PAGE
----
The solution-focused model shows teachers how approaching disruptive classroom behavior differently can improve both students’ behaviors and the overall classroom atmosphere. This psycho-educational model looks at the habitually disruptive student’s competencies or strengths for solutions, avoiding focusing on the child’s behavior deficits, and letting the child’s competencies guide the teacher in finding solutions. According to Metcalf (1999), when teachers focus on children’s strengths, we change the context from failure (problem- focused) to hopefulness (solution-focused).The main solution-focused technique is to observe the times when the habitually disruptive child exhibited competency of some sort; that is, identifying when in the past the child responded effectively in the classroom, and then to relay those times to the child in a caring and curious way. Simply put, we look forward for what is working with this particular child, and we make the child aware of it. In the solution-focused model, we know this technique as exceptions, or the times when the child is not engaged in negative behavior and the problem is not happening. For example, for a student who has difficulty staying on task, we look for those times when the child completed tasks successfully; for a child who exhibits recurrent tantrum episodes, we identify those occasions in which she was tantrum free. According to Metcalf, noticing those exceptions gives the teacher clues to use as they (exceptions) help teachers develop a different context that is more successful for the child.
When teachers examine those exceptions, says Metcalf, we can identify the strategies we used that worked occasionally. Exceptions allow teachers to answer questions such as, “What can I do differently with this child just for today?” In addition, “How can I react differently so that my relationship with this child runs smoothly?” Metcalf recommends that the teacher writes down what he or she tried with the child, going into detail about what worked, and erasing the strategies that we used before that did not work. To change negative and habitually disruptive classroom behavior then, the clues are in the child’s successes. The solution-focused model answers mainly two questions:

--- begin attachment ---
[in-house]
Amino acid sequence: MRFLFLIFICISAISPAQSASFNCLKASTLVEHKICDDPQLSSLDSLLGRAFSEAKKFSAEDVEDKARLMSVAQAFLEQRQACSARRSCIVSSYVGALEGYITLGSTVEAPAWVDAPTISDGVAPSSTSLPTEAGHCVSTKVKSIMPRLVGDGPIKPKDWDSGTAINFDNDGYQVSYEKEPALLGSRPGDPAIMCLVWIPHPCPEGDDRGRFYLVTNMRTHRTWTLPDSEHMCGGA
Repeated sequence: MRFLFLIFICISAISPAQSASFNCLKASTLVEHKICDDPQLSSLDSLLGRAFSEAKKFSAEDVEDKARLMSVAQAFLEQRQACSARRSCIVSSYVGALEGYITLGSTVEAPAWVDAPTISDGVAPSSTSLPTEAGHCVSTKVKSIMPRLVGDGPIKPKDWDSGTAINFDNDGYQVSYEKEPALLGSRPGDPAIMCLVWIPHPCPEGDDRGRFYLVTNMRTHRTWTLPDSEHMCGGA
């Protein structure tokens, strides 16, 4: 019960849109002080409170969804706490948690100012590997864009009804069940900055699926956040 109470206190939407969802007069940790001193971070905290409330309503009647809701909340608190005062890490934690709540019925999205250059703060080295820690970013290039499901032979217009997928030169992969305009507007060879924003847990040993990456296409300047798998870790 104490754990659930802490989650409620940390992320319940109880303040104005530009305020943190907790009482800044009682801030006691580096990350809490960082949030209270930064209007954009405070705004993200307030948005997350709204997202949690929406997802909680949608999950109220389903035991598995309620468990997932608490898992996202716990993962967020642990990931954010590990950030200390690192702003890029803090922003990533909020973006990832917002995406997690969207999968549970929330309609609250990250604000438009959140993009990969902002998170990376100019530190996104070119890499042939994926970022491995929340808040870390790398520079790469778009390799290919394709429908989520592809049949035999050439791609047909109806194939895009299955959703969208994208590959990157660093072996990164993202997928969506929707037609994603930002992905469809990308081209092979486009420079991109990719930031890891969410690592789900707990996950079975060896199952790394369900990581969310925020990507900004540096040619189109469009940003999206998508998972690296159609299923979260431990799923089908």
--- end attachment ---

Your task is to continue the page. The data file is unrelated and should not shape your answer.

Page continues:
1-What is that the child did at the time that makes a difference?
2-What is that the teacher did that makes a difference?
The solution-oriented teacher focuses on what is obvious: that the habitually disruptive and acting-out student had succeeded before. To find solutions, the teacher asks the child questions like,
What did you do then that helped you _____ (e.g. stay on task or remain calm)?
What did we do in class that helped you _____?
Commenting, “I wonder if that would help now;” all this delivered to the student in an atmosphere of exploration and discovery. Through this kind of questioning, the teacher gives the child key information that makes the student aware of his earlier successes.
Metcalf (1999) lists a set of guiding principles for implementing a solution-focused model with students that exhibit habitually disruptive classroom behaviors.
1-Talk about disruptive, non-compliant, and acting-out children with a no pathological approach. Describe the child’s difficulties in a more positive way to make the student’s behavior problems solvable.
2-Change the description of the behavior problem so that you can design new strategies based on this new, no-pathological and solution-oriented definition.
3-Do not worry about trying to figure out why a child is having a behavior problem. See habitually disruptive, non-compliant and acting-out children as students who are “stuck” in a problem but are not the problem. This will make it easier for the child to “escape” from the problem.
4-When the student exhibits recurrent disruptive behavior in the classroom, ask the child what she wants to be different in the classroom. In addition, ask the child what she thinks she can do differently, and what the child thinks you can do differently.
5-Teachers know that, when a lesson plan works, we do it again, but when a lesson plan does not work, we do not use it again. We can apply the same principle in managing disruptive behaviors; in other words, stop repeating a strategy or technique that is not working, do something different.
6-Always focus on the possible and changeable when dealing with habitually disruptive and non-compliant students.
7-Go slowly to build successes. Think of making a slight change, not a big one.
Always watch for exceptions to behavior difficulties. Notice what you are doing that is helping the exceptions happen; also notice what the child is doing to make exceptions happen.
Carmen Y. Reyes